WHY IS LOHRI CELEBRATED?
Originally, Lohri was celebrated the night just before Winter Solstice. It used to mark the coldest night of the year, which was followed by the longest night and shortest day of the year. Since the night is extremely chilly, people protected themselves by burning the fire and keeping it throughout the night and spending their time around the fire, propitiating the deities of the sun and fire and then, made merry by eating the remnants of the offering, dancing, singing and then taking heavy and delicious food, along with their relatives. This festival also marks the harvesting time of rabi crops, that is, the crops of the winter season.
In South India it’s celebrated as Bhogi
On the occasion of Bhogi, people discard their old and useless household items, wood, and clothes among others. These items are thrown into fire which is made of wood and cowdung cakes. The ritual is called as “Bhogi mantalu” and is aimed at getting rid of old and negative things from your life and focus on new beginnings. Women wear new clothes and chant mantras around the holy fire.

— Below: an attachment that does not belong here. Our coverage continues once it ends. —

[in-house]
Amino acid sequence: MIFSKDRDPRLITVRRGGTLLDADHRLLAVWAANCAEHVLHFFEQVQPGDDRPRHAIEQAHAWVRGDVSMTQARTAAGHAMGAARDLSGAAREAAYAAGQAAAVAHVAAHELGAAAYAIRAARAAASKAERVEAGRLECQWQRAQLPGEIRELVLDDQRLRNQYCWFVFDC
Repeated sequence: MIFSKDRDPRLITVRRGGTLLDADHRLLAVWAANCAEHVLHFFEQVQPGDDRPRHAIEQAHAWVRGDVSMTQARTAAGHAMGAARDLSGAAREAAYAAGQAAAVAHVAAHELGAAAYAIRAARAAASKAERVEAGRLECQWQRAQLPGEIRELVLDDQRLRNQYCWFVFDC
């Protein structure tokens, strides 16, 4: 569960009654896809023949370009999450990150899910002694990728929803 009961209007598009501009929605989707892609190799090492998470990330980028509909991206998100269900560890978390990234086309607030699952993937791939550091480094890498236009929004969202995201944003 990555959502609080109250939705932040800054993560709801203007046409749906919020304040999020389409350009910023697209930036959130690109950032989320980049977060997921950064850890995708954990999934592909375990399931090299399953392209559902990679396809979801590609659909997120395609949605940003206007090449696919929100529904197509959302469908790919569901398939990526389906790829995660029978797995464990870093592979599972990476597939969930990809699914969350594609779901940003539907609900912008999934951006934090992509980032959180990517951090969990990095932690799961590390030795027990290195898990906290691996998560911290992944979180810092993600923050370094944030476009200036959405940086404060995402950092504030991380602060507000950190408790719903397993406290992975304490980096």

They clean their house and draw rangoli of colors and flowers in front of their house. People also decorate their house with marigold garlands and mango leaves. It is also said to drive away all the negative energy from and around the house and make way for positive energy. A lot of agriculture waste is also burnt in the bonfire which is expected to offer heat during the cold weather which is about to end.